Exhibit 4 shows the company’s actual 2011 financial results and pro forma restatements of 2011 results under three alternative capital structures: 20% debt-to-capital; 40% debt-to-capital; and 60% debt-to-capital. Exhibit 5 presents the details and assumptions of the recapitalizations that produce the alternative pro forma capital structures, in every case assuming the company issued debt and used the proceeds, plus $55 million of excess cash, to repurchase common stock at the end of January 2012. The pro forma analysis also assumes the repurchase premiums paid above the current market price of $41.67 per share increase as the stock repurchase increases in size. Other alternatives exist to significantly increase the proportion of debt in the firm’s capital structure—issuing debt to fund a large specially-designated dividend, for example—but Exhibits 4 and 5 present an analysis that 1 “Largest Public Companies Continue to Hoard Cash at Record Levels; 1000 of the Largest Now Hold $850 Billion in Cash on Hand,” REL Research, December 8, 2011.

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913-517 | Hill Country Snack Foods Co.

estimates the financial impact of increasing debt and decreasing equity in Hill Country’s capital structure through a stock repurchase.

Given the company’s culture of caution and risk-aversion, it would be unrealistic for analysts and external shareholders to expect a major and immediate change in the use of debt finance, no matter how attractive the pro forma results presented in Exhibits 4 and 5. The recent birthday and pending retirement of CEO Keener, however, whose personal preferences had a substantial influence on company culture, created speculation that a more aggressive capital structure might be implemented in the near future. The questions being considered by many members of the investment community were, “What is the optimal capital structure for Hill Country Snack Foods, and how large are the payoffs associated with a change to a more leveraged capital structure?”

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6.3%
9.7%
12.2%

Net profit margin
Return on assetsa
Return on equitya

5.0%
7.2%
9.3%

3.2%
-18.3%
28.8%

$107.6
$727.3
$0.0
$567.4
33.8076

$1,059.9
$79.1
$52.6
$1.56
$0.45

2007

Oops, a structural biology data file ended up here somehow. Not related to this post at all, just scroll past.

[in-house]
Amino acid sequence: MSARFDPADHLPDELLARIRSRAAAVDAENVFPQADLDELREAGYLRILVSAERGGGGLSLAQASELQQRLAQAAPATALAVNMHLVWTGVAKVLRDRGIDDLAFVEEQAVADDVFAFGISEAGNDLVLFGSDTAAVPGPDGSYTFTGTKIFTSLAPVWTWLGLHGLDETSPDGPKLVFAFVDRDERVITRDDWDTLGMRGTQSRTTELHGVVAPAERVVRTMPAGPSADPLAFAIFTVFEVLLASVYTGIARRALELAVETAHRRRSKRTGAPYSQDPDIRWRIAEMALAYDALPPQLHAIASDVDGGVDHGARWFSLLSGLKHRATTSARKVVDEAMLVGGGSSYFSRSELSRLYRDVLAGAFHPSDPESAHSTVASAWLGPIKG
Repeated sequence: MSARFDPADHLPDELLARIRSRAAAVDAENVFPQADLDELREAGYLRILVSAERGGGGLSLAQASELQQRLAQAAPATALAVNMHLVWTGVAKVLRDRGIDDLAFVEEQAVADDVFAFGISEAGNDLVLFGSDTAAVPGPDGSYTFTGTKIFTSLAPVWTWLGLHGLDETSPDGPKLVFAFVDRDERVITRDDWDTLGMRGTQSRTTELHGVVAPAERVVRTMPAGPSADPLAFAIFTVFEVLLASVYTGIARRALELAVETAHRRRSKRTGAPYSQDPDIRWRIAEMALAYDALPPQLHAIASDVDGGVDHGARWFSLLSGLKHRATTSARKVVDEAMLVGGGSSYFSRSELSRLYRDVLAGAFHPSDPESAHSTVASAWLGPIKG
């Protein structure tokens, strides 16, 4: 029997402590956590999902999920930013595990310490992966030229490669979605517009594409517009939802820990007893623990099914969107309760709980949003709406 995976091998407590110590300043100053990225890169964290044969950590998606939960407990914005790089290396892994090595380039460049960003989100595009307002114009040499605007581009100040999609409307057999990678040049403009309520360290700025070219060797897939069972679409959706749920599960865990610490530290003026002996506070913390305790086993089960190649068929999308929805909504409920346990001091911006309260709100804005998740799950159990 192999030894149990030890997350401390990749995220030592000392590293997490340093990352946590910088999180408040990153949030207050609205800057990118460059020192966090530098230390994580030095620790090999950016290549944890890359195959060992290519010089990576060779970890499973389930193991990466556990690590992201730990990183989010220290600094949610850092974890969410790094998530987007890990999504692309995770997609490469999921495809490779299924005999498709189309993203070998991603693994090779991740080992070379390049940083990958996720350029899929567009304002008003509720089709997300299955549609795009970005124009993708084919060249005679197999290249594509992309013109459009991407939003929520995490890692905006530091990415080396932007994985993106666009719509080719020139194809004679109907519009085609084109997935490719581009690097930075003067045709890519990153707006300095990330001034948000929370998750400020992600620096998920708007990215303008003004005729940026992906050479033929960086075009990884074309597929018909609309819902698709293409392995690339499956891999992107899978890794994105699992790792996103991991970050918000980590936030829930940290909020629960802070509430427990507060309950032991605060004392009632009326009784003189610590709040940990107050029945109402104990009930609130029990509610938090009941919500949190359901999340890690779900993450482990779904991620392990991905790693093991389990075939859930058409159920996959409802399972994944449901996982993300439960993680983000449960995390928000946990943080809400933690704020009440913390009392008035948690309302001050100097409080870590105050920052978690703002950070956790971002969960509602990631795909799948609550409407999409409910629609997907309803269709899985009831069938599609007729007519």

4.9%
7.0%
8.9%

3.7%
1.9%
28.3%

$106.4
$770.4
$0.0
$606.3
33.8278

$1,099.5
$82.8
$53.8
$1.59
$0.45

2008

5.8%
8.3%
10.4%

7.4%
26.4%
29.9%

$139.8
$824.9
$0.0
$654.6
33.8581

$1,180.4
$108.2
$68.1
$2.01
$0.60

2009

2010

6.3%
8.9%
11.2%

6.9%
17.4%
29.7%

$164.8
$894.7
$0.0
$710.9
33.8633

$1,261.7
$126.7
$79.9
$2.36
$0.70

a Return on assets and return on equity are calculated as net income divided by end of year total assets, and end of year owners’ equity, respectively.

n/a
n/a
23.6%

$108.1
$668.5
$0.0
$529.7
33.7865

Cash & cash equivalents
Total assets
Debt
Owners’ equity (book value)
Common shares outstanding (in millions)

Annual growth rate of sales
Annual growth rate of E.P.S.
Dividend payout ratio

$1,027.0
$97.4
$64.6
$1.91
$0.45

2006

Selected Financial Information for Hill Country Snack Foods Company, 2006 to 2011 (millions of dollars, except for per share data and financial ratios)

Sales
Operating income (EBIT)
Net income
Earnings per share
Dividends per share

Exhibit 1

7.2%
10.0%
12.5%

8.2%
22.0%
29.5%

$181.1
$979.9
$0.0
$780.1
33.8834

$1,364.6
$151.3
$97.6
$2.88
$0.85

2011

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Exhibit 2

Comparison Financial Information for Hill Country and Competitors, 2011 (millions of dollars, except for per share data and financial ratios) Hill Country
Snack Foods

Sales
5-year compounded annual growth rate
Net income
% of sales
5-year compounded annual growth rate

Snyder’sLance, Inc.

PepsiCo, Inc.

$1,364.6
5.8%
$97.6
7.2%
8.6%

$1,635.0
17.5%
$38.3
2.3%
16.6%

$66,504.0
13.6%
$6,443.0
9.7%
2.7%

$181.1
$127.4
$93.2
$281.9
$222.6
$73.7
$979.9

$20.8
$143.2
$106.3
$313.0
$743.9
$139.6
$1,466.8

$4,067.0
$6,912.0
$3,827.0
$19,698.0
$33,245.0
$5,133.0
$72,882.0

Debt
% of capital
Owners’ equity (book value)
% of capital
Common shares outstanding (in millions)

$0.0
0.0%
$780.1
100.0%
33.8834

$258.2
23.5%
$838.6
76.5%
67.4000

$20,568.0
49.6%
$20,899.0
50.4%
1,576.0000

Earnings per share
5-year compounded annual growth rate
Dividends per share
5-year compounded annual growth rate
Stock price at the end of 2011
P/E ratio

$2.88
8.6%
$0.85
13.6%
$41.67
14.47

$0.57
-0.4%
$0.64
0.0%
$22.50
39.47

$4.08
3.6%
$2.03
11.8%
$66.35
16.26

Net profit margin
Return on assets
Return on equity

7.2%
10.0%
12.5%

2.3%
2.6%
4.6%

9.7%
8.8%
30.8%

n/a
n/a
n/a

6.67
23.5%
n/aa

11.25
49.6%
Aa/A

Cash and cash equivalents
Accounts receivable
Inventory
Property, plant & equipment, net of depreciation
Goodwill & other intangibles
Other assets
Total assets

Interest coverage (times)
Ratio of debt to total capital (book value)
Bond rating (Moody’s/Standard & Poor’s)

a The debt issued by Snyder’s-Lance consists of bank loans, private placement notes, and a revolving equipment credit facility.